There are a lot of frustrated mothers pulling their hair out around dinner tables up and down the nation according to a new fussy eating kids survey.
The Anchor CalciYum Food Solutions research says 85 per cent of mums experience "fussy eating" behaviour and for three-quarters of them these daily food battles cause moderate to high levels of anxiety.
The survey polled 1000 mothers with children aged 3 to 11. Anxiety was attributed to a motherly desire to see their children receive sufficient nutrition.
Fiona Boyle, a Tauranga-based dietitian and nutritionist, agreed.
"Overall, it shows there are concerns that they feel their children are not eating a good enough variety of foods," Ms Boyle said.
Fussy eating profiles uncovered by the research included: Children not eating vegetables (58 per cent) and being picky about texture (49 per cent); to those who would only eat certain coloured foods (8 per cent) and some who displayed a strong preference for takeaway food (6 per cent).
Ms Boyle, founder of Food Solutions, said catching the problem early was important.
"Some parents come to me after four or five years and it is much harder to deal with once it's been established for that long," she said.
Children had differing rates of growth and appetite. The amount a child ate would often diminish in line with a growth spurt.
"That's not always expected by the parent, so they get worried," said Ms Boyle.
Strategies for combating fussy eating centred on being in control at meal times.
"If the child doesn't eat the meal offered don't turn around and give them their favourite vegemite sandwich. They will just learn that they can hang out and wait until mum gives in and gives me something else," Ms Boyle said.
"The parent's role is to choose what's on offer and it's up to the child whether they're going to eat it. What you don't want to see is an early establishment of 'Oh well Jimmy won't eat this so I won't bother putting it on his plate'. You have to keep on offering.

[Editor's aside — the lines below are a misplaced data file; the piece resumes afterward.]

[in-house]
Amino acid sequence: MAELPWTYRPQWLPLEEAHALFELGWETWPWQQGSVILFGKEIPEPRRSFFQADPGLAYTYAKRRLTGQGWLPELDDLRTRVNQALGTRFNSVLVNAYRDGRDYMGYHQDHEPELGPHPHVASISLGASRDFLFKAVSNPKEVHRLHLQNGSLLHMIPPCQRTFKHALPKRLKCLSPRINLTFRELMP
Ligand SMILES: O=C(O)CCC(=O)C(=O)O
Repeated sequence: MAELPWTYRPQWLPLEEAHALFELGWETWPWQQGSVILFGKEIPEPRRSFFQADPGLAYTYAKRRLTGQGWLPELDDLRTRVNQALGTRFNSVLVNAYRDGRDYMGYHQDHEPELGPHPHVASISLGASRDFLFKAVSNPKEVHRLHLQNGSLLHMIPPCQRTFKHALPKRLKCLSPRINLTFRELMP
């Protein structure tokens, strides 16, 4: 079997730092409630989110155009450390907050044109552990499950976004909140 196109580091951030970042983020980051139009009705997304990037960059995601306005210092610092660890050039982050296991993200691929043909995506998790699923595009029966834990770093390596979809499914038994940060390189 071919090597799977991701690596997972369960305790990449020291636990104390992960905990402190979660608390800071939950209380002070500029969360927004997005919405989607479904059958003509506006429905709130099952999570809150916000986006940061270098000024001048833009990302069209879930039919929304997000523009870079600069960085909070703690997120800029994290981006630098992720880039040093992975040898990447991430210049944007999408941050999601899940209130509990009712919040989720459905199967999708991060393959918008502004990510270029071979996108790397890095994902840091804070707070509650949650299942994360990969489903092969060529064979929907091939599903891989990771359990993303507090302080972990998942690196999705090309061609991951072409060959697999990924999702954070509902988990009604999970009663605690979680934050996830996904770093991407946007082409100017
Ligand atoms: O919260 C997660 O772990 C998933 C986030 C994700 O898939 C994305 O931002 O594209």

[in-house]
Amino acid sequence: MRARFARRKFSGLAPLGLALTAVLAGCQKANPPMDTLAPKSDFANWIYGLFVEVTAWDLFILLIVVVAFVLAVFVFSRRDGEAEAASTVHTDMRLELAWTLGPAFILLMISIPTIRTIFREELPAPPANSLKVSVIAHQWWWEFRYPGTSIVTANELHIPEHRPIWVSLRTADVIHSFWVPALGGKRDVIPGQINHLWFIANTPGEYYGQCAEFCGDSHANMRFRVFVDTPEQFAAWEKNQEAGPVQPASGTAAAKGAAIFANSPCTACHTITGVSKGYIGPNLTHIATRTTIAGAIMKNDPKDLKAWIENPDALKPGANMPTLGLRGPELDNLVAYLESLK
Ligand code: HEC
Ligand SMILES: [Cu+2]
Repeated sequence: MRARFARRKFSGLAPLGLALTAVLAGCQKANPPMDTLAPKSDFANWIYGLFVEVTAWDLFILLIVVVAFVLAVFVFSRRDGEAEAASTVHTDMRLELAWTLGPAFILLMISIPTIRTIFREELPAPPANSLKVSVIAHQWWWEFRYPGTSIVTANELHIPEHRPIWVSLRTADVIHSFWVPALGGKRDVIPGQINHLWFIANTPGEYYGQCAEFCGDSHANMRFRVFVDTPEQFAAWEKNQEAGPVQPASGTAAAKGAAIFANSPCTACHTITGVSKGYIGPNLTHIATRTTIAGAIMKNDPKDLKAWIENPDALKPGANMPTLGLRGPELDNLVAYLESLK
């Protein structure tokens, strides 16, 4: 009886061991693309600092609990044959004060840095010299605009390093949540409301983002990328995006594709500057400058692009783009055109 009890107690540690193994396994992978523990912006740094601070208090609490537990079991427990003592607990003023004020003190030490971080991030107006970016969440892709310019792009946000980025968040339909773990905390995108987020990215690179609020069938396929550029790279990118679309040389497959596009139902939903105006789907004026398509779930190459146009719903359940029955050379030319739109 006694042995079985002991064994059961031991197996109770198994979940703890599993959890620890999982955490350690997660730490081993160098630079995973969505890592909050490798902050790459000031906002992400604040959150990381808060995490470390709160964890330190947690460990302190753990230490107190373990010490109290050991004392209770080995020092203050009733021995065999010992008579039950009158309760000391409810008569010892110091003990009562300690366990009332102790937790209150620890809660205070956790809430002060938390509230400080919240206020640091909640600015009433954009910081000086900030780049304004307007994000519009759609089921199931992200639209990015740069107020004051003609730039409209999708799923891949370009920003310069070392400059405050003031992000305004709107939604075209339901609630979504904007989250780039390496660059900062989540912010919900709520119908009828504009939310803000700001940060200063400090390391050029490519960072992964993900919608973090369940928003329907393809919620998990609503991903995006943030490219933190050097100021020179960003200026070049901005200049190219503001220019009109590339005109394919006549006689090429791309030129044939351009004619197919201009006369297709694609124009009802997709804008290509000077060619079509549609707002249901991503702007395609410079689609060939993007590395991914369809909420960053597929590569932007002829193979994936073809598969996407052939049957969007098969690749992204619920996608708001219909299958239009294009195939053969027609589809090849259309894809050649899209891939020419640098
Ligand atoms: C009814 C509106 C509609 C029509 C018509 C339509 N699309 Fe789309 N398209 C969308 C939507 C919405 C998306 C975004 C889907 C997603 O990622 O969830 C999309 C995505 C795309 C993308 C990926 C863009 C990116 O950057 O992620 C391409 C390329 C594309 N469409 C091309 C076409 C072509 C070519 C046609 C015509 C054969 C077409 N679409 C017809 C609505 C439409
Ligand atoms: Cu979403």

"You also shouldn't try to mess around with the food too much. Ideally a child should get used to seeing broccoli as broccoli, and carrots as carrots, rather than them being hidden away. It can be presented and cut up in different ways but I don't think you necessarily need to start playing too many foody games.
The most popular strategies used by mothers in the research, included: hiding/disguising food (used by 57 per cent of mothers); using sauces (51 per cent); promising treats (39 per cent); introducing sticker/reward charts (25 per cent).
Ms Boyle said though creative solutions could be tried, getting back to basics was a better starting point.
"It's going right back to basics: Having a routine with meal times; not letting kids fill up on snacks before meals; watching fluids intake, too much will dull their appetite; making sure they're eating early enough, because many children will have eating problems when they're too tired; volumes, too much food on the plate can overwhelm a child, or the mother can lose track of how much has been eaten. Make sure you know what a realistic serving size is for the child's age," she said.
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One Katikati mother said what might initially looked like fussy eating was not always the case.
Caroline Casey was having trouble getting her 6-month-old son Blake to eat pureed food. Having breastfed him to that age she said she was following conventional advice to progress him to purees.
"I was almost trying to force him to eat the purees and mashes," she said.
"Half a cup three times a day, that's what you're told, but he wouldn't have a bar of it."
Miss Casey then tried baby-led weaning. Baby-led weaning is the practice of allowing a child to feed themselves from the start of weaning. "The baby will pick at finger food," said Miss Casey. "This can be off your plate or they have their own. He would eat lightly cooked bits of broccoli, carrot and apple.
"I had been spending hours getting all this pureed food prepared but by seven-and-a-half months I just gave up.
"By eight months of age he was eating whole broccoli heads and he's never looked back."
Blake is now 3 and has a baby brother, Jackson, who is 3 months old.
"Everyone comments on how well Blake eats and I put that all down to the baby-led weaning. I will definitely be doing the same with Jackson," she said.
Plunket clinical adviser Allison Jamieson said the advice was different for babies and toddlers.
"Just like adults, babies like some tastes more than others, and you can expect babies to develop their own likes and dislikes. Don't worry too much, as your baby gets older they'll start to enjoy a greater range of tastes and textures," Ms Jamieson said.
"Babies may spit out their first solid foods as they learn to get the food to the back of their mouth and swallow it."
For toddlers, fussy eating should be expected at some stage.
"Toddlers and pre-schoolers have slower growth rates than younger children, so they tend to eat less," Ms Jamieson said.
"Some children will eat and drink everything they're offered, while others have strong likes and dislikes.
"Even the best eaters are fussy at times."